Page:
Some of the differences that cause division are not only connected to disputes over terrorism strategy or ideology. Leaders clash over the spoils that can be made--from ransoms paid for the release of Western hostages to the distribution of profits from smuggling guns, drugs and tobacco.

Following his being passed over for promotion, Belmokhtar left the al-Qaeda franchise to set up his own jihadi outfit, naming it Khaled Abu al-Abbas Brigade or al-Muwaqqi'un bil-Dima (Those Who Sign in Blood).

One of his associates, Oumar Ould Hamaha, told the Associated Press in the autumn that they were leaving al-Qaeda “so that we can better operate in the field...We want to enlarge our zone of operation throughout the entire Sahara, going from Niger through to Chad and Burkina Faso.”

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Born in Ghardaia, Algeria, in 1972, Belmokhtar traveled to Afghanistan as a 19-year-old to join training camps run by jihadists, returning in 1992 to his homeland, joining first Algeria's Islamic Armed Group (GIA) then helping to set up the Salafist Group for Preaching and Combat (GSPC) that subsequently merged with al-Qaeda.

Belmokhtar is reported to be in alliance now with another former AQIM fighter Hamadou Ould Khairou, a Mauritanian that U.S. security sources say is involved in the drug trade.

“He has certainly had strained relations with al-Qaeda for years,” says Andrew Black, who wrote a paper on Belmokhtar for the Jamestown Foundation, a Washington DC-based think tank. “But there is a paradox to the man. He can fall out with al-Qaeda but he remains ultimately loyal to it and faithful to the wider cause of jihad.”

Black says above all Belmokhtar is a shrewd operator and deserves his reputation as one of the most daring jihadist-gangster leaders and as one of the leading hostage takers in the Sahara desert. “He has been on the jihadist scene now for two decades and has survived in the Sahel as a terrorist and a criminal and that’s hard thing to do. He’s a real expert at what he does.”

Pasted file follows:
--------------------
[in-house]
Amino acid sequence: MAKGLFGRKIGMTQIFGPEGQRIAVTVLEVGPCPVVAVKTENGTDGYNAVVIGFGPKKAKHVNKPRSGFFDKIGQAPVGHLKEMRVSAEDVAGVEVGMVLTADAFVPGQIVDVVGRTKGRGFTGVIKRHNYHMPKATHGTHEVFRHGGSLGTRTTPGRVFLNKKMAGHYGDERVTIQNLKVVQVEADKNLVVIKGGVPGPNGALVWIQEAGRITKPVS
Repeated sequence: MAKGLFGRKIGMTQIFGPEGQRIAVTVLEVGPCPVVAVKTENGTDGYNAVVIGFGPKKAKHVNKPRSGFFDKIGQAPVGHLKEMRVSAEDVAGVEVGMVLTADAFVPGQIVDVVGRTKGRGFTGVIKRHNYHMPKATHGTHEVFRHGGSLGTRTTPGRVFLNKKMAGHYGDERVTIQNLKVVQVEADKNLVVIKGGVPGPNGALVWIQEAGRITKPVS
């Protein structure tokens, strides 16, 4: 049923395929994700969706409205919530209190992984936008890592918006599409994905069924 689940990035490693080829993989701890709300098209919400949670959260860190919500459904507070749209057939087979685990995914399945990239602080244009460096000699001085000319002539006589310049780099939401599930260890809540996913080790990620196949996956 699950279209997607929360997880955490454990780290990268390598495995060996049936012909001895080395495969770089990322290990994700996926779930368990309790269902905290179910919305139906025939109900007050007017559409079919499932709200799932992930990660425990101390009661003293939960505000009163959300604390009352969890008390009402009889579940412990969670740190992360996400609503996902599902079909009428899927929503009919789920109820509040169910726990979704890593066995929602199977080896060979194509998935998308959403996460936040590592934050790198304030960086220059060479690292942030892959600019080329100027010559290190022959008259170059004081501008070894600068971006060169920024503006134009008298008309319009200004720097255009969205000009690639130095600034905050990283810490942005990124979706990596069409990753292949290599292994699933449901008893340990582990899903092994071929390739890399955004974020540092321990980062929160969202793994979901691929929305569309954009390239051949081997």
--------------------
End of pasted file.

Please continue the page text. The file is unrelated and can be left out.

He has been linked to a string of kidnappings of foreigners in North Africa, including the 2003 kidnapping of 32 European tourists. In 2008 he was behind the kidnapping of two Canadians, one of whom was the former U.N. Niger envoy Robert Fowler. They were seized outside Niger's capital, Niamey. “We were frog-marched and thrown into the back of a truck... We began our descent into hell--a 1,000km journey northwards, into the Sahara desert," Fowler told the BBC. “I think I know instinctively what they [the latest hostages captured in Algeria] are going through.”

Belmokhtar’s Saharan activities have been helped by his strong links with local Tuaregs--at least two of his four wives are believed to be Tuareg.

"In my opinion, even if Belmokhtar uses the slogan of the French attack in Mali, this is not his not real intention," said Ely Karmon, a Senior Research Scholar at the Institute for Counter-Terrorism at the Interdisciplinary Center in Herzliya, Israel. "It is motivated by money."

Last month, the Signed-in-Blood brigade warned against the West trying to halt the Islamist takeover of northern Mali. “We will respond forcefully; we promise we will follow you to your homes and you will feel pain and we will attack your interests," warned the group.